Cows and Winter
Managing Energy Decrease in Winter
Winter time gets cold for cows
as well and just as humans have a tendency to get lethargic when Old Man Winter rears his frosty head, so do
But, just like humans who can throw on layer upon layer, sweater after sweater and
blanket after blanket until they get toasty, there are some simple but important steps you can take to ensure your
herd remains healthy when the thermometer drops.
Its all about the Energy
The major nutrient requirement for cows in the colder months
is energy. Before winter arrives, remember that the lower critical temperature for dry coat beef cows is generally
accepted as 32 degrees F. Researchers have used a general rule of thumb that says a cow’s energy needs increase by
roughly 1 percent for every degree below the 32 degree threshold. This includes wind chills.
When the cold is setting in, you need to calculate how much you need to increase your
cow’s energy by increasing feed or enacting a winter supplement system.
If the temperature were to drop five degree below 32 degrees F, to 27 degrees,
calculate the energy adjustment based on the 1 percent for each degree number. In this instance, 27 percent. So a
rancher should increase the daily energy intake 27 percent, to 127 percent.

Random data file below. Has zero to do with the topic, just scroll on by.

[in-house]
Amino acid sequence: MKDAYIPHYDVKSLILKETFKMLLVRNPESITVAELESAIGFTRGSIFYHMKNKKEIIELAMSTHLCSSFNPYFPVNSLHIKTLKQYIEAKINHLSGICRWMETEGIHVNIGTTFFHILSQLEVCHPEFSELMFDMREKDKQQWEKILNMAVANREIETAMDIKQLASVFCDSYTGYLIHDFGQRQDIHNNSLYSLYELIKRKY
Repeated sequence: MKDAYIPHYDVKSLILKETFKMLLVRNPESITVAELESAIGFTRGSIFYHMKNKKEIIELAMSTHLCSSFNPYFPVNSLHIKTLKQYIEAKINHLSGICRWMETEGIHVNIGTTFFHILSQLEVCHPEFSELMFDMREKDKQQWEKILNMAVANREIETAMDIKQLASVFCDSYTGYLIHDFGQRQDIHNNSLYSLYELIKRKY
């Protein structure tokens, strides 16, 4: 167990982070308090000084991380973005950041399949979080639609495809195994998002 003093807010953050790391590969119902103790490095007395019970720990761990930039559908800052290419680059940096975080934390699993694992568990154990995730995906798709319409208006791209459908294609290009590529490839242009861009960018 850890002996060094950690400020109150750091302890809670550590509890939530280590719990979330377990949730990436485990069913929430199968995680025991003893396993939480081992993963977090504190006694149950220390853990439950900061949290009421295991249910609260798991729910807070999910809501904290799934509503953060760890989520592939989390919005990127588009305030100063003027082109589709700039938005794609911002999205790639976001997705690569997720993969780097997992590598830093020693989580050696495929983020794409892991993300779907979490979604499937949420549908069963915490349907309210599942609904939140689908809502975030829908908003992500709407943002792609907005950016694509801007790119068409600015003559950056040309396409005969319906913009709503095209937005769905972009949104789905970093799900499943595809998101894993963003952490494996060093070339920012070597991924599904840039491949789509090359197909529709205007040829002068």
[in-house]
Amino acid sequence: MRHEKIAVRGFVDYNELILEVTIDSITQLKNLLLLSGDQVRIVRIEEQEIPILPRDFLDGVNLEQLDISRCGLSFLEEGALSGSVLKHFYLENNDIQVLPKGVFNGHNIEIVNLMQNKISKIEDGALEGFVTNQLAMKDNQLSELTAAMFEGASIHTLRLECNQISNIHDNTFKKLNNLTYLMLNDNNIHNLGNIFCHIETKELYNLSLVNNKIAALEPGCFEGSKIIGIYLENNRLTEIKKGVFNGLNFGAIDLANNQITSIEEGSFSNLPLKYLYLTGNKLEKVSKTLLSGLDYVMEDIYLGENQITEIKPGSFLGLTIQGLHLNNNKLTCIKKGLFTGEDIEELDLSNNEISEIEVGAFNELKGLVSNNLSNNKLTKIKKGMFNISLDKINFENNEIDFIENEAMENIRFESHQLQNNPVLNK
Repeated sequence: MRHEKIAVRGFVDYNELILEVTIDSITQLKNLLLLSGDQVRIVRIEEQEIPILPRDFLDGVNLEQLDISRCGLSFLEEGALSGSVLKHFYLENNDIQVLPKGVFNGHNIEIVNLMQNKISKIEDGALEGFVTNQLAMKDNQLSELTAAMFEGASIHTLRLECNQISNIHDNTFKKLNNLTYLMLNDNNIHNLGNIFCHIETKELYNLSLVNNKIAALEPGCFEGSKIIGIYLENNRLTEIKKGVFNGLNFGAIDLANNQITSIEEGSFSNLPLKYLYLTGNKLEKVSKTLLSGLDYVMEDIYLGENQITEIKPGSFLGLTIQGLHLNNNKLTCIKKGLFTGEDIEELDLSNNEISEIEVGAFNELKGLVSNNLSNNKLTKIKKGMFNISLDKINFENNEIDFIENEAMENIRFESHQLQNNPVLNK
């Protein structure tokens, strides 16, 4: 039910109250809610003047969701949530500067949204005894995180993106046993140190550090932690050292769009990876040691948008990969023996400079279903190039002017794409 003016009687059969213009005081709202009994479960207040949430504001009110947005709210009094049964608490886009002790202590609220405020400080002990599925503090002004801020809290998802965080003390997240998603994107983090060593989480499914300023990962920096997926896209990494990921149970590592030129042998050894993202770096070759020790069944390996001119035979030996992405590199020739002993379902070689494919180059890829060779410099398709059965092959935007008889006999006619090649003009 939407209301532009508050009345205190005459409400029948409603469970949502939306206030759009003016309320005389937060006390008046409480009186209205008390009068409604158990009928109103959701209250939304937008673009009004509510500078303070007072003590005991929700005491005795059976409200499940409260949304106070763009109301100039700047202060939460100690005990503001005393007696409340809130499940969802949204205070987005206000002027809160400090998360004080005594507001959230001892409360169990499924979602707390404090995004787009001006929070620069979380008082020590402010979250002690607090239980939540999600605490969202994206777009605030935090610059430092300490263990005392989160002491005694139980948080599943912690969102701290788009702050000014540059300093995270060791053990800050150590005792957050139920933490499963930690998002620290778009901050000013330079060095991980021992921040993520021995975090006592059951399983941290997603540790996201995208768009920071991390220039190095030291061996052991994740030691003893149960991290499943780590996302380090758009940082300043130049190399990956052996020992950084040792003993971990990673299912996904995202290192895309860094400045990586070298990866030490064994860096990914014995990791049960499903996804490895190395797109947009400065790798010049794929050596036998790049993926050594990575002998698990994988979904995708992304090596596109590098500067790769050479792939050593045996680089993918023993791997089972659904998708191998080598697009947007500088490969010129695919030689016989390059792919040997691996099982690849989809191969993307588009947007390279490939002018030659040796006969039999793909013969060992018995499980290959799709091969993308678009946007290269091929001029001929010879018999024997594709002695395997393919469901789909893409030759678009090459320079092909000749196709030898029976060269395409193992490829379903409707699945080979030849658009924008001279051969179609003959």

What if it Rains?
Research has indicated that energy requirements for maintenance of beef cows with
a wet hair coat is greater, and actually show that wet hair coat cows reach the lower critical temperature at 59
In this case, the energy requirements are increased at an accepted 2 percent figure.
Using a similar example, if the temperature drops five degrees below the 59 degree threshold, it is now 54 degrees.
Multiply 54 by the 2 percent figure and you get 108 percent. This rancher would need to increase his or her cattle
energy intake by 108 percent, or up the energy intake to 208 percent of the usual daily requirements.
Problems arise here because, with today’s feed, it is basically impossible to do that
for cows on the range. Also, energy change in a diet of cows accustomed to a high roughage count must be made
gradually to avoid what can be severe digestive disorders.
In this instance, the energy intake should be increased moderately during the wet
weather, and then this energy increase should be continued when the dry weather returns to bring the cow back to
By extending the amount of increased feed, you will avoid causing digestive problems in the cow, and the energy
intake can be moderated over time, ensuring the cow remains healthy and is back up to acceptable energy levels
shortly after the clouds have cleared.
Energy is Vital
Energy is perhaps the most important nutrient, not only to the health of the cow,
but the success of the herd and the profitability of the ranch. Lower energy levels in cows can lead to slower
growth, poor performance and reproduction, and decreased quality of the cattle within the herd. Make sure to keep
an eye on each cow throughout when cold weather sets in. Ranchers need to keep an eye on the forecast and be
prepared to increase energy levels when the temperature dips.